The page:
We are launching a new series this month that highlights participants at the national gathering in Charlotte, North Carolina on March 4 – 5th, 2013. Presenters, preachers, teachers, and leaders were asked the same five questions and their thoughtful responses may be found here every week. The goal is to introduce you to people you’ll hear from in Charlotte and prime the pump for our time together. Hopefully, something here will spark an idea, thought, or question for you. We encourage you to reach out and initiate conversations that you can later continue in person. So without further ado … 

Ashley Goff is Minister for Spiritual Formation at Church of the Pilgrims (PCUSA) and ordained in the United Church of Christ. Ashley graduated from Union Theological Seminary in NYC where she fell in love with the art of liturgy.  She lives with deep gratitude for several communities which have formed her along the way: Denison University, the Jesuit Volunteer Corps, the Open Door Community, and Rikers Island NYC Jail. Ashley also finds life in Springsteen music, beekeeping, urban farming, vinyasa yoga, and her three kids and loveable spouse.

1.Tell us about your ministry context

I am Minister for Spiritual Formation at Church of the Pilgrims, a More Light, urban, progressive, “we-drink-beer-during-Bible-study-at-the-bar-across-the-street” PCUSA congregation in Dupont Circle, Washington, D.C. I have been at Pilgrims 14 years and ordained in the United Church of Christ. When I arrived at Pilgrims in 1999, right out of Union Seminary in NYC, the congregation was at rock bottom in every way possible. Now, we have transformed ourselves into a lively, mutli-age/gender/race/denominational-history congregation. We thrive on innovative worship, community organizing, urban gardening, Biblical stories, and sharing food with hungry people.

2. Where have you seen glimpses of “the church that is becoming”?

At Pilgrims, I experience a community that is and becoming an innovative, creative, collective body when we worship together, particularly when we take ancient practices and make them new to us. We are becoming when we roast marshmallows before a winter solstice service, walk in meditation before communion, learn new songs together, anoint each other after sharing the bread, and baptize with a thunderous voice that peace and justice are the Ways of God. We are becoming when I experience liturgy at Pilgrims and realize someone could see what we did in two ways: “what you did was profoundly Christian or barely Christian.” When we risk and take ourselves to an edge for the sake of Jesus we are becoming.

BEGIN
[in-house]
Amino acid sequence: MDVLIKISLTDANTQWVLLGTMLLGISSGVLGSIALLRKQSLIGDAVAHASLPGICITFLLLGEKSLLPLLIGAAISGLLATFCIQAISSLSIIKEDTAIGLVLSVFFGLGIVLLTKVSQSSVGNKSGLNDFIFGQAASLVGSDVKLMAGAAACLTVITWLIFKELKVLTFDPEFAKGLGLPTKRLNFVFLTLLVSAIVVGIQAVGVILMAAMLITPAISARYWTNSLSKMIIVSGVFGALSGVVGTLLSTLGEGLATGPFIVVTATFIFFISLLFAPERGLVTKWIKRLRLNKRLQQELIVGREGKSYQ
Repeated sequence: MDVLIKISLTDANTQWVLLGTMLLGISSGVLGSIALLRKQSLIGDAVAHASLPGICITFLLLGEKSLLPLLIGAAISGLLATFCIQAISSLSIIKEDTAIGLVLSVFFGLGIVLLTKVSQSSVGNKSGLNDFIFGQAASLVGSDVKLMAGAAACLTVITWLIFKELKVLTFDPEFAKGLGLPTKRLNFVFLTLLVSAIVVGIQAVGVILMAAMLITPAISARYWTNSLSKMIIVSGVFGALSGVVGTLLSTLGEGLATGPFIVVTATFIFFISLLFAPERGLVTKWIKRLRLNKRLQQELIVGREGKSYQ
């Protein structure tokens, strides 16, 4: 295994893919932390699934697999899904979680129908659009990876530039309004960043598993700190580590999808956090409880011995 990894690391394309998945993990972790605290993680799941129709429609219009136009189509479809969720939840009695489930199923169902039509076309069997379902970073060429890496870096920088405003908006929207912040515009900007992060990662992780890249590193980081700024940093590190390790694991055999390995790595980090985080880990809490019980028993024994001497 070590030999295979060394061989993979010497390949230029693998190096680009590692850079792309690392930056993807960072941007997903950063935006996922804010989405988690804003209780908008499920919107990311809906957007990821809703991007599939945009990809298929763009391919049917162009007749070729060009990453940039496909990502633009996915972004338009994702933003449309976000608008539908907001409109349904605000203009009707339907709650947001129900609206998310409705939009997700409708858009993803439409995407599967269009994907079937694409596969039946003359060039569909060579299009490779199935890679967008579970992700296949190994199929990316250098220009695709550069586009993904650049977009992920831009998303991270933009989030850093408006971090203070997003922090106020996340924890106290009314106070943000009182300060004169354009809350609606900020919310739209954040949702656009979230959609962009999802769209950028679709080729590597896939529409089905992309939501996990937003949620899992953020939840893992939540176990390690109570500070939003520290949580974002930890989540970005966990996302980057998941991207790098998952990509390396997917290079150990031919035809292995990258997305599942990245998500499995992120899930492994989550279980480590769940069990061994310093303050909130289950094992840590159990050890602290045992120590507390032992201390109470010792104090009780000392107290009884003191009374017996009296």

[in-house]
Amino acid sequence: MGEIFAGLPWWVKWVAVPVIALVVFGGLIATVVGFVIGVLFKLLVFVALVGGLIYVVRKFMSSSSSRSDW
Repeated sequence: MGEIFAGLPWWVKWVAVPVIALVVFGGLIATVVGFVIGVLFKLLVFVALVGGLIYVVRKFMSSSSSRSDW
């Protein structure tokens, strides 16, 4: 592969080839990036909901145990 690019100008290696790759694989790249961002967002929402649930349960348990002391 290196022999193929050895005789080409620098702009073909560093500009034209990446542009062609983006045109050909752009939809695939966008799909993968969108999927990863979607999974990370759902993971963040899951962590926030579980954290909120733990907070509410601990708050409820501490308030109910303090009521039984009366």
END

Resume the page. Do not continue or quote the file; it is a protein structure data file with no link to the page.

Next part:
3. What are your passions in ministry? (And/or what keeps you up at night?)

My passion is this creative edge for liturgy that creates space for us to experience the transformative nature of the Spirit. I have been most influenced by the ancient liturgical expressions of the Open Door Community in Atlanta, Georgia, James Chapel at Union Seminary in NYC, and St. Gregory of Nyssa in San Francisco, and Bruce Springsteen and the E Street Band. These communities transformed me through their improvisational, liturgical ways, opening us space for God to be known to me. I’m passionate about carrying the methods of these communities into my work. I’m passionate how the revolutionary methods of the arts hold the most power for me in planning liturgy. I’m passionate about the intersection of urban gardening, liturgy, sharing food and how an Earth-Honoring faith pushes Pilgrims to tether itself to God whose unrelenting imperative is justice.

4. What is one thing you are looking forward to at the NEXT Gathering?

I’m looking forward to sharing Pilgrims story of liturgy and being with people, especially Laura Cunningham, who is a dear friend and whom I don’t get to see very often.

5. Describe NEXT in seven words or less.

Collective. Imagination. Newness. Imperative. Must. Yes. Innovation.